Recently I thought I’d look at BigQuery’s new row-level security feature: https://cloud.google.com/bigquery/docs/row-level-security-intro
For a moment I was excited because I thought I could remove the view scenario I’m using to manage row-level access at the moment.
Briefly, the fact table is joined to another table on the relevant key and each user’s email address is recorded next to the key’s they’re allowed to see.
So you have a table where you store the user’s email account and specify the key eg: LocationID which they’re allowed to see:
In my case, this is edited in Google Sheets and then I use some Java: https://github.com/gouston/GCP_snippets/blob/master/appengine-bigquery/src/main/java/access_control/ACL.java and Google App Engine to get that into a BigQuery table. I then join this table to the fact table on eg: LocationID inside of a view. This then is an authorized view which is then used as the source for DataStudio datasets.
Anyway, as I was saying, there was some cause for optimism as I began re-thinking of the idea of a monolithic denormalized fact table. Because the performance is definitely better, but you have to write some pretty nightmarish SQL to update the nested data. Eg: if you have invoice header details and then nest the invoice lines: then if you want to update the invoices lines, the SQL get’s extremely hairy. I played with this for quite a while because the DataStudio reports definitely performed noticeably better. However, one has to think of the solution holistically. Ie: even though the report performs better this is not a goof enough reason to implement if the maintenance is ridiculous! I really wanted this to work but I couldn’t get it to the point where I was happy to productionize it. As I recall there was also always an issue with loading the table in terms of completeness of data. Ie: there was always missing data after a load. The most bullet proof solution has always been a Kimball stype dimensional model. Ol’ Ralph and his team certainly knew what they were talking about. So much so that one day after having done it all and written about it extensively they simply retired and dropped the mic. Classic.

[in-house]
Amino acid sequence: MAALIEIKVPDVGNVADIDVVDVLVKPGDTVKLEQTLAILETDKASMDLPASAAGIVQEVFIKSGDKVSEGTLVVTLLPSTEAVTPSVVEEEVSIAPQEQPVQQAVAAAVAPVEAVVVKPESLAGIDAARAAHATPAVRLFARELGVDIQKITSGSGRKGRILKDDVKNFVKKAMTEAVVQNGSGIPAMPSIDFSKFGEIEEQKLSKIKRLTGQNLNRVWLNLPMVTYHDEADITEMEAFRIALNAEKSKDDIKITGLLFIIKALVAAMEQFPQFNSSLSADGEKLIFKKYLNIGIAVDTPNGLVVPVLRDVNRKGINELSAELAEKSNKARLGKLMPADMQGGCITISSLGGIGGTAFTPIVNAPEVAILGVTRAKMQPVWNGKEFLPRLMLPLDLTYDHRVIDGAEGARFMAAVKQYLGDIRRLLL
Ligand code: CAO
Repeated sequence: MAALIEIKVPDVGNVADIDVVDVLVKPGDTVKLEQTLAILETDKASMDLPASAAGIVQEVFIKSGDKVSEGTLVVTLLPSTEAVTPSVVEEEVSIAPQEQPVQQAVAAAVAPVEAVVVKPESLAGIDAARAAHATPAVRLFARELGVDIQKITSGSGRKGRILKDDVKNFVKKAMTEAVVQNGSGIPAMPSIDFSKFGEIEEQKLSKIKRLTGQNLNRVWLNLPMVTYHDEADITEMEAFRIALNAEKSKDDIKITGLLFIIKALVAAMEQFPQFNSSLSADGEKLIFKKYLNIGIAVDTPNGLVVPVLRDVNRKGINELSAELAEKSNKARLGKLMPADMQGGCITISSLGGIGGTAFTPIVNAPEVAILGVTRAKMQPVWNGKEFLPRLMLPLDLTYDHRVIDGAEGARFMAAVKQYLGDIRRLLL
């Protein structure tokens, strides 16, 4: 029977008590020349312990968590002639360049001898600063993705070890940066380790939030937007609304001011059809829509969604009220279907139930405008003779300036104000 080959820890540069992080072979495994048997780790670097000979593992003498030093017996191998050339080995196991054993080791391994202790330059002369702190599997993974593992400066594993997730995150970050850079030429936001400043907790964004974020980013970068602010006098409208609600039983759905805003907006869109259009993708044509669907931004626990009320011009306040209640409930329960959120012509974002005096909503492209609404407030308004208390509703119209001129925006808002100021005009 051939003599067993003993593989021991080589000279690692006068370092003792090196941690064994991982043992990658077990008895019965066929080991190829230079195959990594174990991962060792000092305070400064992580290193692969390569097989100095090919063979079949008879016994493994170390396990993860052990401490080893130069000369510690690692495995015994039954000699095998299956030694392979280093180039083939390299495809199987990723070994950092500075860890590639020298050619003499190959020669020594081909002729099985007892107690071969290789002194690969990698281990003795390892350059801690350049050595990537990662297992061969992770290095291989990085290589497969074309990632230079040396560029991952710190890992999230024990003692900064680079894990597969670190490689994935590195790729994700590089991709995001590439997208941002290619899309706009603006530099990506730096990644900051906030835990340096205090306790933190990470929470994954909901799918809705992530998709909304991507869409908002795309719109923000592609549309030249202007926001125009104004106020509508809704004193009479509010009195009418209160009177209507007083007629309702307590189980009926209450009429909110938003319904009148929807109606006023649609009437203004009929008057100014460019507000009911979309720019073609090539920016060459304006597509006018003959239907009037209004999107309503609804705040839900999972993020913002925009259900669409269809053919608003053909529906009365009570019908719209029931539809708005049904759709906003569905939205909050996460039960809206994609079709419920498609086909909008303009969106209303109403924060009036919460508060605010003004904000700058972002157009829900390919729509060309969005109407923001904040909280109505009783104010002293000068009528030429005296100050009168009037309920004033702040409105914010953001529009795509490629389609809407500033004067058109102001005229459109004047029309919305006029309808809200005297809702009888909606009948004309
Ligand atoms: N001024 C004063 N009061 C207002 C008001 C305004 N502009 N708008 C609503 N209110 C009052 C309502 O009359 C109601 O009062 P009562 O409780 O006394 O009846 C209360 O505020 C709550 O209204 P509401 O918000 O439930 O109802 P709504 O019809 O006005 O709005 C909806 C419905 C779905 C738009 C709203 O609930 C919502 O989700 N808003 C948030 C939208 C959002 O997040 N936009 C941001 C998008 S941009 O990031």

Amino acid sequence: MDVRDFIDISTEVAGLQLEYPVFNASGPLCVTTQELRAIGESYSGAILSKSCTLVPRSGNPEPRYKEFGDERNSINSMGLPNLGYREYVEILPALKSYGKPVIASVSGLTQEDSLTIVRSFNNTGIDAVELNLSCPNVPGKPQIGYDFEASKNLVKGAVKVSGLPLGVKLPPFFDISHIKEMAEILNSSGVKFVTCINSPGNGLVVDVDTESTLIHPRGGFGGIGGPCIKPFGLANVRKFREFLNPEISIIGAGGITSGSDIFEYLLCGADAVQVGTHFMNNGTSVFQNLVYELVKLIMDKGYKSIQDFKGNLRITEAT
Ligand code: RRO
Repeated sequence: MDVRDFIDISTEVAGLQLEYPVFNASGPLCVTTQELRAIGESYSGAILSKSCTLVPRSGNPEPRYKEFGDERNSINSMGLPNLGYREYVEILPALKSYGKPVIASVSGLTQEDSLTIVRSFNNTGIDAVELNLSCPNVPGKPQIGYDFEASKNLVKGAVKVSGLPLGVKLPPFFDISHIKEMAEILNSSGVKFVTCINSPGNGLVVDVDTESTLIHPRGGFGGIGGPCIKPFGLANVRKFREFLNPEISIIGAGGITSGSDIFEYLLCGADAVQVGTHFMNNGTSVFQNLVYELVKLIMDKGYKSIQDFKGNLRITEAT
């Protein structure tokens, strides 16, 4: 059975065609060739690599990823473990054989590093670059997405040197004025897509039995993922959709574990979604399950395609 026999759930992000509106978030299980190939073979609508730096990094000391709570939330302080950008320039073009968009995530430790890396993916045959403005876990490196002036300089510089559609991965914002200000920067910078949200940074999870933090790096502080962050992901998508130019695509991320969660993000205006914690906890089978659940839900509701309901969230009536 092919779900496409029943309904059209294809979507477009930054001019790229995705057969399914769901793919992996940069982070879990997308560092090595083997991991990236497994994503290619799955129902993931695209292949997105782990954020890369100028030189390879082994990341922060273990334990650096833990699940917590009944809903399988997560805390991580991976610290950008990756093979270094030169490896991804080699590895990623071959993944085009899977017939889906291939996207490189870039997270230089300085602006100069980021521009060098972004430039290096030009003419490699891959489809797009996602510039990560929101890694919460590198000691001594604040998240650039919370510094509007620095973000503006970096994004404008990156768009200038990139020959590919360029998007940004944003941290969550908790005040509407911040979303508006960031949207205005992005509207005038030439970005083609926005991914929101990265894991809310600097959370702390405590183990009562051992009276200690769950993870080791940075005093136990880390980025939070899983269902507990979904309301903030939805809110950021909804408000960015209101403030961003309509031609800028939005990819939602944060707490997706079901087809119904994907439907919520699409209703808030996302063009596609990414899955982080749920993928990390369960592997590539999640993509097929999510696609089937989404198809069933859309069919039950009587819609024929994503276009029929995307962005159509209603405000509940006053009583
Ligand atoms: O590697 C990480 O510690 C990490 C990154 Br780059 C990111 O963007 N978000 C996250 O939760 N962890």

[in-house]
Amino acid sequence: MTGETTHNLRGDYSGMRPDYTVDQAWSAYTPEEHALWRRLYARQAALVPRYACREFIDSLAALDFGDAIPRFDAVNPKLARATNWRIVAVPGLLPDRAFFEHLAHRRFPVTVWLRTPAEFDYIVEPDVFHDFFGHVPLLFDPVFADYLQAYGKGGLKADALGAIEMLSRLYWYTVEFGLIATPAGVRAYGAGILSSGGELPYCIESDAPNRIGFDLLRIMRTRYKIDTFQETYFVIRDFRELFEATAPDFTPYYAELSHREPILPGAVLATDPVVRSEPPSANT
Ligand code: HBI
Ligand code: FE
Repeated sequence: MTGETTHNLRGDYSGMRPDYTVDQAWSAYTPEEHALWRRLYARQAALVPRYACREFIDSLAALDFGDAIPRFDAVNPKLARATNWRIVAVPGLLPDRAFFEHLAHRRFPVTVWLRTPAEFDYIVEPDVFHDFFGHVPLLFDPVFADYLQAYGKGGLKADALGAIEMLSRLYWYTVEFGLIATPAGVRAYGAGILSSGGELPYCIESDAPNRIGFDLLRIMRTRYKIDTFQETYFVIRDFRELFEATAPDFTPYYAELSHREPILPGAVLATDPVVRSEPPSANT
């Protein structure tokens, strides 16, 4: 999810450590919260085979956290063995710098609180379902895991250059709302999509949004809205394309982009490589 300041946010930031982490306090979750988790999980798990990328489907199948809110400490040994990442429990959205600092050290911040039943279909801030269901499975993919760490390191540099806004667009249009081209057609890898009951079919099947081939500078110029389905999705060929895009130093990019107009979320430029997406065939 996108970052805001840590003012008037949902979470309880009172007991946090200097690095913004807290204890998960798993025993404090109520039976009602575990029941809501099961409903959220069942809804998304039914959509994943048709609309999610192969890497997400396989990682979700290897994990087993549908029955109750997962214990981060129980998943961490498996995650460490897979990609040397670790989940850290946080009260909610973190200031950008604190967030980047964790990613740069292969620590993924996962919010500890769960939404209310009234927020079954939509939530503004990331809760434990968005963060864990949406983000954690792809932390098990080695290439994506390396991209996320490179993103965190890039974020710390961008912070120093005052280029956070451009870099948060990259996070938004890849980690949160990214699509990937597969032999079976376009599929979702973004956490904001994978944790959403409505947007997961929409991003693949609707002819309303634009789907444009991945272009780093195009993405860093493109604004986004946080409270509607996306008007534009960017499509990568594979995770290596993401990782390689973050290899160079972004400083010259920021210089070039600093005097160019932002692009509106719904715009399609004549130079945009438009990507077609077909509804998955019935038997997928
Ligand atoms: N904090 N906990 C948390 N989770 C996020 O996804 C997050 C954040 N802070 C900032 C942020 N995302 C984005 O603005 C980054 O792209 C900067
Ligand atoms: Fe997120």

But it didn’t take long to realise that this new feature is really just a pipe dream which really comes down to one huge glaring limitation:
no support for partition pruning
Fortunately I didn’t get my hopes up for too long before deciding to read the limitations early on and see this nugget.
Maybe there’s a little bit of experience coming through in me prompting myself to inspect the limitations before going too far.
But, alas partition pruning, from both a performance and cost perspective is an absolute must.
So, once again my view solution still stands!